International community monitors Egypt situation

14:57, February 04, 2011      

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The international community Thursday continued to watch the situation in Egypt with great concern as violent clashes erupted there.

The leaders of France, Germany, Britain, Italy and Spain jointly issued a statement Thursday, expressing their "extreme" concern over the situation and calling for a "rapid and orderly transition" of government.

"Egyptians should be able to exercise freely their right to demonstrate peacefully and enjoy the protection of security forces," they said, adding that "attacks against journalists are totally unacceptable."

The five European leaders said "that transition process must start now"

and violence "will only worsen the political crisis in Egypt".

Arab League Secretary General Amr Moussa said Thursday the transitional period in Egypt started with President Hosni Mubarak's announcement he would not run for the presidency at the end of his current term in office.

In a statement, Moussa regretted the peaceful anti-government protests turned violent after some outlaws joined them to wreak havoc in the Egyptian streets, official MENA news agency reported.

The secretary general, a former Egyptian foreign minister, said the clashes on Wednesday between Mubarak supporters and anti-Mubarak protestors in central Cairo's Tahrir Square required an investigation.

Russia said Thursday it opposed any external pressure on the Egyptian leadership and Egyptians and believed the country had to resolve its current political crisis by itself.

In a statement in Moscow, Russian Foreign Minister Sergei Lavrov spoke highly of Egypt, saying the country was Russia's "strategic partner and a key country in the Middle East region."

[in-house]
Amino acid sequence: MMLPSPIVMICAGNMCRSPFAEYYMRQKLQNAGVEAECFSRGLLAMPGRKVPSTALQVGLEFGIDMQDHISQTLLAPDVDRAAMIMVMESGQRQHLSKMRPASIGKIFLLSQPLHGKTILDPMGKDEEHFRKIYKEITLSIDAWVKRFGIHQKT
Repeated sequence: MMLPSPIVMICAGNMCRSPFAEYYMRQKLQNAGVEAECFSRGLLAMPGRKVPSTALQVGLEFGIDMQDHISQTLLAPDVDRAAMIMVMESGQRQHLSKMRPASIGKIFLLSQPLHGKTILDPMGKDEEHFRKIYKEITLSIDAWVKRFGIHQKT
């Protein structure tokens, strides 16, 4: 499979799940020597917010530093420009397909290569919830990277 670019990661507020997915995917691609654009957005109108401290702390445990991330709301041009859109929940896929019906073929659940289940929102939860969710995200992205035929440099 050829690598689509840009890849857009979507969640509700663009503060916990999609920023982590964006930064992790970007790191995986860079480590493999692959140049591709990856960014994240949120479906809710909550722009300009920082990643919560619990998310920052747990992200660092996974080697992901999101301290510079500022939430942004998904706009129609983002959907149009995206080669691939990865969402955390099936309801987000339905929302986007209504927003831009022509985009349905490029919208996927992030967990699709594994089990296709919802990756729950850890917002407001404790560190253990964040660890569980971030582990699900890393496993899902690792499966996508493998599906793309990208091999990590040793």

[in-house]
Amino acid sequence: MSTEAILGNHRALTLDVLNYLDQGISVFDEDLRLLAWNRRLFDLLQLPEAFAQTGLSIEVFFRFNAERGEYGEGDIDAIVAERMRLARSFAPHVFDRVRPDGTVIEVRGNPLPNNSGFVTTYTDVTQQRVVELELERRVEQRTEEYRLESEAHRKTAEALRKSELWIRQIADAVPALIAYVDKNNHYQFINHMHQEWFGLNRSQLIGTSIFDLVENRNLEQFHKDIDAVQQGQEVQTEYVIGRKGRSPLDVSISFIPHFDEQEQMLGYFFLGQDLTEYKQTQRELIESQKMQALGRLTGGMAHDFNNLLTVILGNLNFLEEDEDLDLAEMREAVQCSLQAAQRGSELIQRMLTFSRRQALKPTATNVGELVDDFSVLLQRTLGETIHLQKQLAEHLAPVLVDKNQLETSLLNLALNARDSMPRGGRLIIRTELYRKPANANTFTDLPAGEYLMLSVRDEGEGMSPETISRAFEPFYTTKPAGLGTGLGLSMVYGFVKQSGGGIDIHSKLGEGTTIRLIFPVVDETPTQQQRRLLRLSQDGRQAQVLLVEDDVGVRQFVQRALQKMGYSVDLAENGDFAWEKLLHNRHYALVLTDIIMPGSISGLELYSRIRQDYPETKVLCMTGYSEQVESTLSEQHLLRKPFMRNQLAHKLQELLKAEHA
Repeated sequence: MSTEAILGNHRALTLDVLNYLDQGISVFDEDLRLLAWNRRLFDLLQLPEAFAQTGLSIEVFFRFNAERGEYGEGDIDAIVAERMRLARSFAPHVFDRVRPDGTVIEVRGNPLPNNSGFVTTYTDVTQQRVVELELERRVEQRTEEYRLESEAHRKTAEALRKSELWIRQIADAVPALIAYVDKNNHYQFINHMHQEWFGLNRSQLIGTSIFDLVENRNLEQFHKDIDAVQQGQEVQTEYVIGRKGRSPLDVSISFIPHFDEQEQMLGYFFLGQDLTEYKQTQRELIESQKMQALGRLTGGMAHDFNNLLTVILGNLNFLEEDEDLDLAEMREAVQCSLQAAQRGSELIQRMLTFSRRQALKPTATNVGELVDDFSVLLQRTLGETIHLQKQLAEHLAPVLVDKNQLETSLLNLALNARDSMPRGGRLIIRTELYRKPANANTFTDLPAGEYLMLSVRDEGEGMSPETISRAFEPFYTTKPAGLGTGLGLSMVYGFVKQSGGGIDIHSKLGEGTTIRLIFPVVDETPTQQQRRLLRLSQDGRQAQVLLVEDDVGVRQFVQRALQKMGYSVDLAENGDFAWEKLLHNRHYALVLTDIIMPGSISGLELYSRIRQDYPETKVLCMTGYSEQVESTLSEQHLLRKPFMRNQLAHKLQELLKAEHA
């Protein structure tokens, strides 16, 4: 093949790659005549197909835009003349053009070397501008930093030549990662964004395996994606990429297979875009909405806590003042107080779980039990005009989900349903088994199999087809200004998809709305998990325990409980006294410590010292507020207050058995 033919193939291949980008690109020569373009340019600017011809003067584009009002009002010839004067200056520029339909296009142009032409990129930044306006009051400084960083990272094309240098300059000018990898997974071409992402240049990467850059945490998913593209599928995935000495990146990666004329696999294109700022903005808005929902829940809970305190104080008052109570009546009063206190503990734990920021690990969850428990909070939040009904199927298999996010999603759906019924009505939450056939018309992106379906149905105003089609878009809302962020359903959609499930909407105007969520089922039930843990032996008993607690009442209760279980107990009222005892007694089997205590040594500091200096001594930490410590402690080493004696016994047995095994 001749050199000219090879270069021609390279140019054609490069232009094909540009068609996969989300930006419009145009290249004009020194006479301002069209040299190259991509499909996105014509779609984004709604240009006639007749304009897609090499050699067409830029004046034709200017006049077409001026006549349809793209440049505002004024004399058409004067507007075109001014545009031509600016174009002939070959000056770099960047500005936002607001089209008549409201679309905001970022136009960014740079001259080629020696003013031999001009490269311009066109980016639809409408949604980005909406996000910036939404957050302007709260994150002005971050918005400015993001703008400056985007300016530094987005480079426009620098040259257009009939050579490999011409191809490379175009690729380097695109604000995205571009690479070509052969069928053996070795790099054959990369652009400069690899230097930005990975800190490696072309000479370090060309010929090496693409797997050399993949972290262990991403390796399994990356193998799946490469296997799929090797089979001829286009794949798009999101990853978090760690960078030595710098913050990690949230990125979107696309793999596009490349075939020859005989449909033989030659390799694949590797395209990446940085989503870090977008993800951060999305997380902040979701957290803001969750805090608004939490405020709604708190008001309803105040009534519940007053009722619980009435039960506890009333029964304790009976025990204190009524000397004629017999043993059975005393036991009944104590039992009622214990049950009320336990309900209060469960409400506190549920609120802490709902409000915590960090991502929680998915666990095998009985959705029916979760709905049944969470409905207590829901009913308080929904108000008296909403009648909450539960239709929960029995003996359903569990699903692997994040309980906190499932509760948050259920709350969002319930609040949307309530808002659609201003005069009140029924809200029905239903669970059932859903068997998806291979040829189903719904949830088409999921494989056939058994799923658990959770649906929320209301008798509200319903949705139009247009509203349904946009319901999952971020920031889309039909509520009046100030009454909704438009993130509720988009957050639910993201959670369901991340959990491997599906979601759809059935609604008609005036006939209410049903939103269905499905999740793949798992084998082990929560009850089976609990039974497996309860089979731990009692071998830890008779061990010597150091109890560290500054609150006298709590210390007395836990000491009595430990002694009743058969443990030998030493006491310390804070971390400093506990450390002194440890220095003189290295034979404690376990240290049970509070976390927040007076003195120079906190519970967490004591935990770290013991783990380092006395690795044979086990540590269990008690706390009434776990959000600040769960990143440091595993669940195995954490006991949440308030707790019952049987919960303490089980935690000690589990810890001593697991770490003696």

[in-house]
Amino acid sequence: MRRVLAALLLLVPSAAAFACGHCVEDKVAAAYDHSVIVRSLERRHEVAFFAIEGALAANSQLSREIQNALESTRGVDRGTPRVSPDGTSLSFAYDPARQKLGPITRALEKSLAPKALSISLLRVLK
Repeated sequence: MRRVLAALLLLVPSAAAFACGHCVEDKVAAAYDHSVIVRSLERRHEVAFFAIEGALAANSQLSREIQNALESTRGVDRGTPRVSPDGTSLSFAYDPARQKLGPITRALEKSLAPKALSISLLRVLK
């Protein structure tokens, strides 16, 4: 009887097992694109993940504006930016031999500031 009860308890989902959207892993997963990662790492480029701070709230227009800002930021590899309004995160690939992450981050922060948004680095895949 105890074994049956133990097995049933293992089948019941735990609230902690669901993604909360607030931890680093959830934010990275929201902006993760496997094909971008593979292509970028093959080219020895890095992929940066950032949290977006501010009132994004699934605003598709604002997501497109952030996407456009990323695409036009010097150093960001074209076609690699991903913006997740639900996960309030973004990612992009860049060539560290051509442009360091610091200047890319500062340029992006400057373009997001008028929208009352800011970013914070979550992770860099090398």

United Nations Secretary General Ban Ki-moon said Thursday in London that he was concerned about the violence in Egypt and called for an immediate transition of power.

The UN chief also called on all parties in the protests to show restraint and engage in talks.

Anti-government protesters, who have insisted Mubarak step down immediately, continued to stand their ground at Tahrir Square in downtown Cairo, although violent clashes erupted at the square between them and government supporters on Wednesday.

Egyptian Minister of Health Ahmed Farid said Thursday five people had been killed and more than 800 injured in the clashes so far.

The French government on Thursday urged all its nationals to leave the country "as soon as possible", over fears a "civil war" could break out.

The United Nations Thursday evacuated about 360 staff and members of their families to Cyprus.

Meanwhile, Egyptian prosecutor general Abdel Magid Mahmoud banned three former ministers and a senior ruling party official from leaving Egypt on Thursday.

The former ministers of Interior, Housing and Tourism and the National Democratic Party official Ahmad Ezz were ordered to stay in Egypt. Their assets were frozen.

Egyptian Prime Minister Ahmed Shafiq said Thursday he was ready to go to Tahrir Square to have a dialogue with people from the different sides.

He offered "apologies" for Wednesday night's clashes and promised that offenders would be held accountable.

The prime minister also asserted the crisis didn't affect navigation in the Suez Canal and it was running at full capacity.

Egypt's Vice President Omar Suleiman said on Thursday that neither Egyptian President Hosni Mubarak nor his son Gamal would run for presidential elections in September.

He also said the whole Egyptian constitution was subject to change, not only Articles 76 and 77, which deal with who can run for president and the number of terms a president can serve, which is currently unlimited. Limiting the number of terms and relaxing restrictions on potential candidates are among the concessions offered by the government to end the protests.

Source: Xinhua
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